Newspapers are great resources for genealogists. Sometimes newspapers are overlooked because they can be difficult to search and/or hard to access. The efforts by many genealogy record-providing websites, Chronicling America, and local libraries are making it easier to access newspaper collections, and because of OCR (optical character recognition) technology, searching newspapers is a bit easier.
There are tons of tips I could offer related to newspaper research. I chose this one because it is often overlooked. When we use newspapers in our research, we tend to head straight to the newspaper(s) published in the town where our target person lived. Of course, there is nothing wrong with this strategy, but let me offer a supplemental option—also look for newspapers in other towns. Why? There are several reasons, actually, so let’s take a look.
Some small-town newspapers will run news related to former residents, so be sure to check the newspapers in all the places your target person lived. In some cases you may find items reporting that the person is in town visiting family or friends. These “comings and goings” notices usually give the place they currently reside, which is helpful if they’re hiding in an unknown location. You may also find death notices, obituaries, marriage announcements, and the like, for former residents. So if you are looking for a specific life event, you might check the newspapers in the town(s) they lived previously, just in case.
Here’s an example of a marriage announcement in a newspaper where the target person had lived several years prior to his marriage. Even though Emil Miller and his bride were living in Chicago at the time of the marriage, and the marriage took place in Chicago, the nuptials were reported in the newspaper for Harvard, Illinois, the town were he resided for a short time.
“Emil Miller a Benedict,” Harvard (Illinois) Herald, 23 September 1915, p. 4, col. 6-7.
As you can see, there are all sorts of tidbits of interest, including people who attended the ceremony. I have yet to find nary a mention in a Chicago newspaper, so this find was gold!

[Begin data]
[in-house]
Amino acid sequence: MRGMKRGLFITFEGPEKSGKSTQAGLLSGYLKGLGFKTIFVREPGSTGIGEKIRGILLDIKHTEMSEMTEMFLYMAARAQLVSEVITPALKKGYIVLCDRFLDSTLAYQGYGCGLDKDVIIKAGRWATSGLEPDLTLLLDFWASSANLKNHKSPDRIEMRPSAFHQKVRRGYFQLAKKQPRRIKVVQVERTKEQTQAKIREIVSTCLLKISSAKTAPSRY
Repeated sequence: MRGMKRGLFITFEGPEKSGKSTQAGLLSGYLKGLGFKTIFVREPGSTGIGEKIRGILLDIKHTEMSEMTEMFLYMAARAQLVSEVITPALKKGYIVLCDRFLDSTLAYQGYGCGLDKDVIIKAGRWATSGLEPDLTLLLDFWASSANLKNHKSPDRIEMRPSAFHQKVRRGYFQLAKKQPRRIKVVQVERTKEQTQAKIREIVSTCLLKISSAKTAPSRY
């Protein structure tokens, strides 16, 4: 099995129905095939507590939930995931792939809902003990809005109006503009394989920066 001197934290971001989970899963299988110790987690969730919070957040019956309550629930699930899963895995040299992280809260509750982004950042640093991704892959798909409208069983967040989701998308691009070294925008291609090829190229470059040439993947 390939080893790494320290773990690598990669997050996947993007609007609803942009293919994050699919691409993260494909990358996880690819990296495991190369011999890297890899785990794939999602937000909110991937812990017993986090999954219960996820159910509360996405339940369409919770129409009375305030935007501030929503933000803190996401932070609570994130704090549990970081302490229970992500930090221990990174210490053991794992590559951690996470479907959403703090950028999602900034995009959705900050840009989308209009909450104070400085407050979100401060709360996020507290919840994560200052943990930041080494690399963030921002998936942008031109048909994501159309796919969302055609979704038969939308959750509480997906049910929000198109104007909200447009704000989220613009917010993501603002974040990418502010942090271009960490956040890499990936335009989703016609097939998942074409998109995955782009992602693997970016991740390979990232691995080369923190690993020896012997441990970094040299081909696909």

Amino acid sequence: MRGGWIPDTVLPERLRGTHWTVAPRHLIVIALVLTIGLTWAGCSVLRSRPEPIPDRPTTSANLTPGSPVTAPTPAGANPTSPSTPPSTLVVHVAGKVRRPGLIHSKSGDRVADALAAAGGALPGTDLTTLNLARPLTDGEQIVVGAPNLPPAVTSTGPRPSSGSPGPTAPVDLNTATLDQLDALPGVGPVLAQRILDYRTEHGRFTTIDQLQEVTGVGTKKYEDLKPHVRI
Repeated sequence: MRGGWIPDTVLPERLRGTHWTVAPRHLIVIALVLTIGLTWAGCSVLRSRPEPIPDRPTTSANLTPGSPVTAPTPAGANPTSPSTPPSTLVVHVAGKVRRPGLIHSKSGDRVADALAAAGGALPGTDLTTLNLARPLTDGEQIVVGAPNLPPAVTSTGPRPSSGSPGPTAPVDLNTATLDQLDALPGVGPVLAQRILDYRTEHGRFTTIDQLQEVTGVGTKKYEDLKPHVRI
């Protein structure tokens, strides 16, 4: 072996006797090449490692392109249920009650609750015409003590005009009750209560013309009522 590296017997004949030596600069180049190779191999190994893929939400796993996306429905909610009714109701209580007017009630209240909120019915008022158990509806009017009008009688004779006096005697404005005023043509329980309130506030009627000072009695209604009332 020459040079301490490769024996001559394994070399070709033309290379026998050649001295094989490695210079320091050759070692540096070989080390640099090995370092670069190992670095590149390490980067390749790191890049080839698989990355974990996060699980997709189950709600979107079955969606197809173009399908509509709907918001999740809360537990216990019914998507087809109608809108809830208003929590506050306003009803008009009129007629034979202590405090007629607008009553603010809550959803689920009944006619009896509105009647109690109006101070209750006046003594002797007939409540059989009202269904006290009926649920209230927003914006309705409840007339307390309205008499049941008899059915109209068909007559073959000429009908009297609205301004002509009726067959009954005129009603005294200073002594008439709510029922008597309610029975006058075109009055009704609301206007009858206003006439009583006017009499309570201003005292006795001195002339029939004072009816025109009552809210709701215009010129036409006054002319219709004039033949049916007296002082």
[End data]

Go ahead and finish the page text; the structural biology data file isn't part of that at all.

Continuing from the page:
As with checking the newspapers of a target person’s former residence, you might also consider checking the newspapers where other family members reside. Like above, sometimes you’ll find those nice “comings and goings” when someone is in town visiting (or leaving town to visit elsewhere).
There may also be times when an event for your target person is reported in the newspapers of relatives’ residences. In the above example, although Emil resided in Harvard for a short while, at the time of his marriage, his brother was living in Harvard and his half sister was living in nearby Dunham. In the following example you’ll see an obituary for James Thomas, who was technically a resident of Dubuque, Iowa, some 75 miles north of Moline, the place where this news items was reported. James actually died in Moline while visiting his daughter.
“James Thomas,” Daily Dispatch (Moline, Illinois),
25 January 1940, p. 29, col. 4.
You might be stumped wondering what happened to James since his death would not be among the death records for Dubuque. But, by looking at the newspaper where his daughter lived, you could learn where and when he died, as well as other helpful information.